Animated beer smooth to pour

Aug 03, 2007
Animated beer smooth to pour
Still from a video clip of beer bubbling and foaming while being poured in a glass. Credit: CSIRO

Researchers from CSIRO and Korea’s ETRI will pour a virtual glass of beer in San Diego next week at SIGGRAPH 07, the world’s largest computer graphics conference, to showcase their innovative fluid special effects software.

CSIRO fluids researcher Dr Mahesh Prakash says the physics of bubble creation in carbonated drinks like beer is complex.

“As you pour beer into a glass, you see bubbles appearing on what are called nucleation sites, where the glass isn’t quite smooth,” Dr Prakash says.

“The bubbles expand to a certain size then rise up in streams to the surface, where they bump into each other and form a raft of foam that floats on the top.”

Dr Prakash and his colleagues have captured the maths describing these processes in software that allows movie makers, film production houses and others to create super-realistic special effects.

The four-year project is being undertaken jointly by CSIRO and South Korea’s Electronics and Telecommunications Research Institute, one of the world’s largest computer graphics developers for games, with most of the research being done in Melbourne.

Clever maths called smoothed particle hydrodynamics (SPH) helps the software do its job by working smarter not harder. The software uses less computer power and takes less time to get better results than other special effects software it has been benchmarked against.

CSIRO Business and Commercialisation Manager, Andrew Dingjan says CSIRO and ETRI hope this will bring the fluid animation software within reach of smaller film production houses.

“Big Hollywood studios spend vast sums on single-use solutions when they make blockbusters like ‘Poseidon’ and ‘The Perfect Storm’ but we’d like our software to make realistic special effects easier to come by,” Mr Dingian says.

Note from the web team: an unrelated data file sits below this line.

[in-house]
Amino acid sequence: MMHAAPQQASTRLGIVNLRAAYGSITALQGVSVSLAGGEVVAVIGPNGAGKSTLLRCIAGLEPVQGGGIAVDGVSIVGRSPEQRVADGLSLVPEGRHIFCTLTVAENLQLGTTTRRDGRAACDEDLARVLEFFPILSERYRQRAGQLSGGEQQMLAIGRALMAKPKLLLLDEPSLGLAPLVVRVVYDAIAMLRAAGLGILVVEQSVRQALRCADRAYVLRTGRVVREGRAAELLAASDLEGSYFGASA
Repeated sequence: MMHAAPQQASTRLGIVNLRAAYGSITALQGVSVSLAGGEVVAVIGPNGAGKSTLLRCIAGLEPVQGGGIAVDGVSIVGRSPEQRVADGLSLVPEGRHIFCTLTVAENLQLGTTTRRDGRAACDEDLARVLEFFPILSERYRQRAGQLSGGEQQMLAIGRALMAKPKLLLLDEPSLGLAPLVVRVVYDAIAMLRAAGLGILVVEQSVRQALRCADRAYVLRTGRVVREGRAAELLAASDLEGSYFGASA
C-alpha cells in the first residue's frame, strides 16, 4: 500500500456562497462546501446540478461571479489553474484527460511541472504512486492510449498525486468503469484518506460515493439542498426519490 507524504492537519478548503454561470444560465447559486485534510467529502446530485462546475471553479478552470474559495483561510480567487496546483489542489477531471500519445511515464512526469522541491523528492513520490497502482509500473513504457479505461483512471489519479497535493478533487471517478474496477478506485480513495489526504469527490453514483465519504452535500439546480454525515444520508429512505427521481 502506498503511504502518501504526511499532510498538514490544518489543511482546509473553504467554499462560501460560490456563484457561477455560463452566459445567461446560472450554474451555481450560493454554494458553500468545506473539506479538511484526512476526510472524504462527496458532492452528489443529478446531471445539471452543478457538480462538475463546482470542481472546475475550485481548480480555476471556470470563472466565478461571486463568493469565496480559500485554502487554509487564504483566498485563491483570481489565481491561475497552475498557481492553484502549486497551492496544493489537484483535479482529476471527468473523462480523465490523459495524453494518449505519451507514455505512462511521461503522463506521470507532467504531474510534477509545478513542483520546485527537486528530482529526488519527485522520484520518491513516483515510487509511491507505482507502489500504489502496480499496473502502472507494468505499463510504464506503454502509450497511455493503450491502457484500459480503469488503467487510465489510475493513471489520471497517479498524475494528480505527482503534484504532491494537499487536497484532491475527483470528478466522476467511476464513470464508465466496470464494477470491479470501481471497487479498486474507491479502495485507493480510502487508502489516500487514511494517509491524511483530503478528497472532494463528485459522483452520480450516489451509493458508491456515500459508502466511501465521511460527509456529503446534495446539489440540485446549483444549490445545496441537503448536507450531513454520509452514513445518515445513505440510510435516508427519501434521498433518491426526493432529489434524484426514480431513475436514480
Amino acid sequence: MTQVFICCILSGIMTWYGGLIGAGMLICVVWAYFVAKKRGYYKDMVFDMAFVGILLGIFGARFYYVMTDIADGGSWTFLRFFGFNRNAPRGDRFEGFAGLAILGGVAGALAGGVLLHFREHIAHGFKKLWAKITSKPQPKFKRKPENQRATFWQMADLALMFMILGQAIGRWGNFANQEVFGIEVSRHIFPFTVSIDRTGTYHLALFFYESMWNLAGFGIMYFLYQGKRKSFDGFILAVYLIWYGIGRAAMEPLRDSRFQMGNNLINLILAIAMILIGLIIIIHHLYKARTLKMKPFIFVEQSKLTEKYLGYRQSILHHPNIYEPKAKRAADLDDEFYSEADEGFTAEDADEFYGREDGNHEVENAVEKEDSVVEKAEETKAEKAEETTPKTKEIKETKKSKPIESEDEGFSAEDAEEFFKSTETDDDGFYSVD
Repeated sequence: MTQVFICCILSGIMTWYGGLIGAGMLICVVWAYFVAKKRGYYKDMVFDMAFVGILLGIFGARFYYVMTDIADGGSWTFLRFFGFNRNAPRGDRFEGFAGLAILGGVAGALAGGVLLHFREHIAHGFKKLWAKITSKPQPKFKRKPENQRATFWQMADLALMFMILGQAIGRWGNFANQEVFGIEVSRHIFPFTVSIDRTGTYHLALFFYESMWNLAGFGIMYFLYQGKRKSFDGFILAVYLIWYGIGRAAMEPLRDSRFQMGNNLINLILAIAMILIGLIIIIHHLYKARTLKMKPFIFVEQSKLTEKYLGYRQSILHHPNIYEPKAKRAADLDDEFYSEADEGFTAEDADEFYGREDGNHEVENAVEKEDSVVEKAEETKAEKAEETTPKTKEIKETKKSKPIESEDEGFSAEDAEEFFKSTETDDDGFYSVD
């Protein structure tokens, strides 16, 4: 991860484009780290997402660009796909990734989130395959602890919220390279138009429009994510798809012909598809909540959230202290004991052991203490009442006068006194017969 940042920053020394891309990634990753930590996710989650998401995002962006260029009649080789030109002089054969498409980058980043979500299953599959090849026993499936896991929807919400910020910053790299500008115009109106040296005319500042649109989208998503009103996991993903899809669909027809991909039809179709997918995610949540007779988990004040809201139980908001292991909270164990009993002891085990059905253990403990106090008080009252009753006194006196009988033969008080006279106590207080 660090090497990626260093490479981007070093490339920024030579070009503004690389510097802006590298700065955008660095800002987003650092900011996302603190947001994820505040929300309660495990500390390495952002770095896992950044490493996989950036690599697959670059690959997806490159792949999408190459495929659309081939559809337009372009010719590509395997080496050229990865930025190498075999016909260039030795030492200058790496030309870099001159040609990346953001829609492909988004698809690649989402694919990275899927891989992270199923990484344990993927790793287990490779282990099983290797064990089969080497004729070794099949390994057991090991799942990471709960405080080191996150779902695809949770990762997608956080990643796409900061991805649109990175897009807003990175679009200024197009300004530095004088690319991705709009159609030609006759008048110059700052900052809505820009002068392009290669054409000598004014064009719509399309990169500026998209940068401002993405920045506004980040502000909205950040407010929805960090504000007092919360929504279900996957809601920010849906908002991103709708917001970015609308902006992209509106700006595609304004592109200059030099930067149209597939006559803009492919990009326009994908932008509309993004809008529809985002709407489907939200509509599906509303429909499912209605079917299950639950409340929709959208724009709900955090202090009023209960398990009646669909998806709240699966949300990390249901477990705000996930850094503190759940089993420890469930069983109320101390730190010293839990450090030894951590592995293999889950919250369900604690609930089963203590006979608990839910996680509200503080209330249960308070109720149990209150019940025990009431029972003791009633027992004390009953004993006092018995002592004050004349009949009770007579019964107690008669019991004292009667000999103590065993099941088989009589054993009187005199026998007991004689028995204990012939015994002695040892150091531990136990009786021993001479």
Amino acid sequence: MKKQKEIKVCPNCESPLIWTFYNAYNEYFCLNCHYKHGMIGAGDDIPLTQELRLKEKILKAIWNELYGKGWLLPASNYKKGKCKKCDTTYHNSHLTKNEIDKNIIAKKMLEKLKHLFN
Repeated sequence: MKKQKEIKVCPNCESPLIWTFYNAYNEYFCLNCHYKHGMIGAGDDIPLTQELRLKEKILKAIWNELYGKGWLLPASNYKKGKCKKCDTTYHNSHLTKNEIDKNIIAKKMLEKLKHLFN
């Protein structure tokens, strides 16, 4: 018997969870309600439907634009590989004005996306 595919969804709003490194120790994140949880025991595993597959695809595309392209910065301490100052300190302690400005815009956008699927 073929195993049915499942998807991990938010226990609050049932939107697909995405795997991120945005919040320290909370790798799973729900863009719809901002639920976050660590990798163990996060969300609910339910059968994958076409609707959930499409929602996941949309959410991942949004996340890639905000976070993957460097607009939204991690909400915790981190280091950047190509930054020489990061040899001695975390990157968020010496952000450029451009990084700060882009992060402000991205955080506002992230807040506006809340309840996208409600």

Computer animation is a US$55billion global industry. Discussions with potential global commercialisers of the software will follow next year.

CSIRO and ETRI’s presentation, ‘Bubbling and Frothing Liquids,’ is part of a technical session on animating fluids at the San Diego Convention Center on Thursday 9 August. Beer animation available: www.csiro.au/multimedia/FluidSpecialEffects.html

Source: CSIRO Australia

Explore further: Computer scientists win a major grant to network mobile devices in the cloud

add to favorites email to friend print save as pdf

Related Stories

Experts question Nicaragua meteorite reports

1 hour ago

Outside experts raised doubts on Monday about whether a loud boom and a gaping crater found in Nicaragua this weekend were caused by a meteorite, as the government has said.

Recommended for you

Cutting the cloud computing carbon cost

Sep 12, 2014

Cloud computing involves displacing data storage and processing from the user's computer on to remote servers. It can provide users with more storage space and computing power that they can then access from anywhere in the ...

Teaching computers the nuances of human conversation

Sep 12, 2014

Computer scientists have successfully developed programs to recognize spoken language, as in automated phone systems that respond to voice prompts and voice-activated assistants like Apple's Siri.

Mapping the connections between diverse sets of data

Sep 12, 2014

What is a map? Most often, it's a visual tool used to demonstrate the relationship between multiple places in geographic space. They're useful because you can look at one and very quickly pick up on the general ...

User comments : 0